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What's all the fuss about? Hanson got no more or less than she deserved

By Graham Young - posted Monday, 25 August 2003

I believe that Pauline Hanson is a criminal who deserves to serve every day of her three-year jail sentence for fraud, even though she will probably serve only half or less of it. Yet, according to yesterday's Sunday Mail (24/8/03), 82 per cent of Queenslanders think her sentence is too long and 65 per cent think she shouldn't be jailed at all. Are there good reasons for me being in the minority? I think so, and in the way that they weld group-think, sensationalist journalism and public moral and ethical laxity together they repeat a pattern that is endemic in modern Australian politics.

Pauline Hanson was charged for defrauding the Queensland Electoral Commission of about $500,000. She did this by registering Pauline Hanson's One Nation as a political party even though the political party itself had only three members. Queensland law requires a political party to have 500 members. The Electoral Commission found out and demanded repayment of the money. Hanson and One Nation complied.

The major technical consequences of registering One Nation as a party were that it was entitled to public funding; to register its candidates in one bloc; and to have the name of the party published on ballot papers.


Hanson pleaded not guilty but the jury unanimously disagreed. Once the verdict had been reached the only question left to judge Patsy Wolfe was the length of sentence. She determined it should be three years - the length of a parliamentary term.

In making the sentence the judge had reference to four previous judgements. The most comparable was the decision of the Appeal Court in The Queen v Karen Lynn Ehrmann. Ehrmann falsely enrolled 24 people on the state electoral roll with the intention of using them in an internal ALP ballot. Ehrmann pleaded guilty. She was sentenced to three years with a recommendation for early release after nine months.

In terms of proportionality, Hanson's crime was greater. Ehrmann pleaded guilty and showed some remorse, Hanson did neither. You'd have to say that Patsy Wolfe's call was a pretty fair one. She even allowed Hanson's position as a Member of Parliament as a mitigating factor. I would have thought that it should have been the reverse - Hanson should have been held to a higher standard. Hanson's supporters say she should have escaped sentence because she repaid the money. Well, yes, she did, but only when she had been caught. If she hadn't repaid then she may have been sentenced to six years in jail, as in the case of Lockhart (see who misappropriated $390,000.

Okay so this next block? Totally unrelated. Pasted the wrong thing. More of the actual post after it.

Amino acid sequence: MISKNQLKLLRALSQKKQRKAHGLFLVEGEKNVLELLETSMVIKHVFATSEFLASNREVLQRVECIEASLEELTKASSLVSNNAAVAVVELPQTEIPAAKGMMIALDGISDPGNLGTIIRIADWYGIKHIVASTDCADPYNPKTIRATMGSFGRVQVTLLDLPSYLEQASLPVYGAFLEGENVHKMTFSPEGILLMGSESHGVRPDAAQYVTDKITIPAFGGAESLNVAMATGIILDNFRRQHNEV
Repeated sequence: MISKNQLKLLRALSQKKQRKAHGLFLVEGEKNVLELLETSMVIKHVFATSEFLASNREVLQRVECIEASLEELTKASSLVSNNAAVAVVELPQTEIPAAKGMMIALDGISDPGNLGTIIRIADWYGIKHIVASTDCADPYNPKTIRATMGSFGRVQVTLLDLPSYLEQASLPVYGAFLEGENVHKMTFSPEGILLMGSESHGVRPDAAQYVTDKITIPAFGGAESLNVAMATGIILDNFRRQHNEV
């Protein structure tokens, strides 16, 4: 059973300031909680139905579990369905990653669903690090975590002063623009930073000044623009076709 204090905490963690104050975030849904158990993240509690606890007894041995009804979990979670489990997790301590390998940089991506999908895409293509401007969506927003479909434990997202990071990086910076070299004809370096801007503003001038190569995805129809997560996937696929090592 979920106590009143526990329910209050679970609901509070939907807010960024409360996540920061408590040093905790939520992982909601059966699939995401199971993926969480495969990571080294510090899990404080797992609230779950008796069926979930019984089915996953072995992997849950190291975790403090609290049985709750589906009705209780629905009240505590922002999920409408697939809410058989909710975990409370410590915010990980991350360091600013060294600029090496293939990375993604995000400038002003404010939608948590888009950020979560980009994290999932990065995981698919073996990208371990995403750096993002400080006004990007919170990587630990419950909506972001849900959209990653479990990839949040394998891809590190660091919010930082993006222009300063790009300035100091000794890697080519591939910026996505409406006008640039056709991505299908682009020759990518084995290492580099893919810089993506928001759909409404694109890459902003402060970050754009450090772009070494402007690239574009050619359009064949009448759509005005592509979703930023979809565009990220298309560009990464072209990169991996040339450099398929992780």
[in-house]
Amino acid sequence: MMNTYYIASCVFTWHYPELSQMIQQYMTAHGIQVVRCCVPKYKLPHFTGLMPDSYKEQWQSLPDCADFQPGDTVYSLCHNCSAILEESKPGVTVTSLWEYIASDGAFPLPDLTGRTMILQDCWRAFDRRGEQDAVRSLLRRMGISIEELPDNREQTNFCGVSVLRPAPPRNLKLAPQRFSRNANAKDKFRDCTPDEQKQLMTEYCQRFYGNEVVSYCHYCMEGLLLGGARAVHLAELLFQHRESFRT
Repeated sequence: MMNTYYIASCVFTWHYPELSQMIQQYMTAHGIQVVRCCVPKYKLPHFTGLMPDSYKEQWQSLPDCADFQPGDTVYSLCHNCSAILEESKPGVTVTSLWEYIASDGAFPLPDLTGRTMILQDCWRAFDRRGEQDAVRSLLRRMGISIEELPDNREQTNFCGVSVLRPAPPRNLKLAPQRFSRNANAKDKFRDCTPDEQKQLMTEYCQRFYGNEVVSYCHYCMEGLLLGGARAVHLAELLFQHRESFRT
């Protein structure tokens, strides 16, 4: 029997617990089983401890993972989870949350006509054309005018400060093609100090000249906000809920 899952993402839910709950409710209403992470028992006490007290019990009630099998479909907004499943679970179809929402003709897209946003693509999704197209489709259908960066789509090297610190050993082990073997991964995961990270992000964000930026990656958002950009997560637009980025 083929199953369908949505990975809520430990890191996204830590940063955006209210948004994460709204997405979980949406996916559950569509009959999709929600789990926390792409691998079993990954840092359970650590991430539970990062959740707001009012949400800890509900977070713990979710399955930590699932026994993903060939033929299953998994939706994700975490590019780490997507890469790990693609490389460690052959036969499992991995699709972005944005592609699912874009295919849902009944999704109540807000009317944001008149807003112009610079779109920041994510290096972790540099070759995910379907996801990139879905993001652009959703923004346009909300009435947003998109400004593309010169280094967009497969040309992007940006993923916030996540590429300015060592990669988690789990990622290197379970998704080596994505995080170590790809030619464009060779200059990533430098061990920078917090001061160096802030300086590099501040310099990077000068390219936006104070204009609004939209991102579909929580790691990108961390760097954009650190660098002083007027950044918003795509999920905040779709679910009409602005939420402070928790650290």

Compared with other crimes it is even more fitting. Hanson supports mandatory sentencing, a regime which, in the Northern Territory, has seen Aboriginal kids doing time for stealing a tin of biscuits. In this case she got her hands on much more of the lolly!

The fundamental basis of Hanson and Ehrmann's crimes was that they perverted the democratic process. This is a crime that involves the theft of something more precious than merely money and it is something that cannot be repaid.

Pauline Hanson's One Nation was a profoundly undemocratic party - it was in fact a personality cult masquerading as a party. People were free to support her but could only join her supporters group, where they had no real power. Imagine the outcry if a Ronald MacDonald Party were set up where franchisees held no equity in the business and could be dismissed by head office at any time at the same time that they had no say in corporate policy. Here was Hanson, the champion of the "average man" doing virtually the same thing. This is a fraud on the community that went well beyond the technical benefits of party status.


It was also a fraud on its "members". Most of them did not know they hadn't joined the party. When some became suspicious and demanded copies of the constitution, they were threatened with expulsion.

Hanson has form when it comes to fraud. Just consider her original election to Parliament. She was endorsed in 1995 as the Liberal Party candidate but, almost from the date of preselection, flouted the party rules and policy, breaking the agreement she made when seeking the endorsement.

In the end her behaviour was so bad that she became an electoral liability. As a result of a meeting with the party's executive Hanson agreed to resign as the Liberal Party's candidate. Because nominations had closed her name and former party affiliation remained on the ballot paper.

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About the Author

Graham Young is chief editor and the publisher of On Line Opinion. He is executive director of the Australian Institute for Progress, an Australian think tank based in Brisbane, and the publisher of On Line Opinion.

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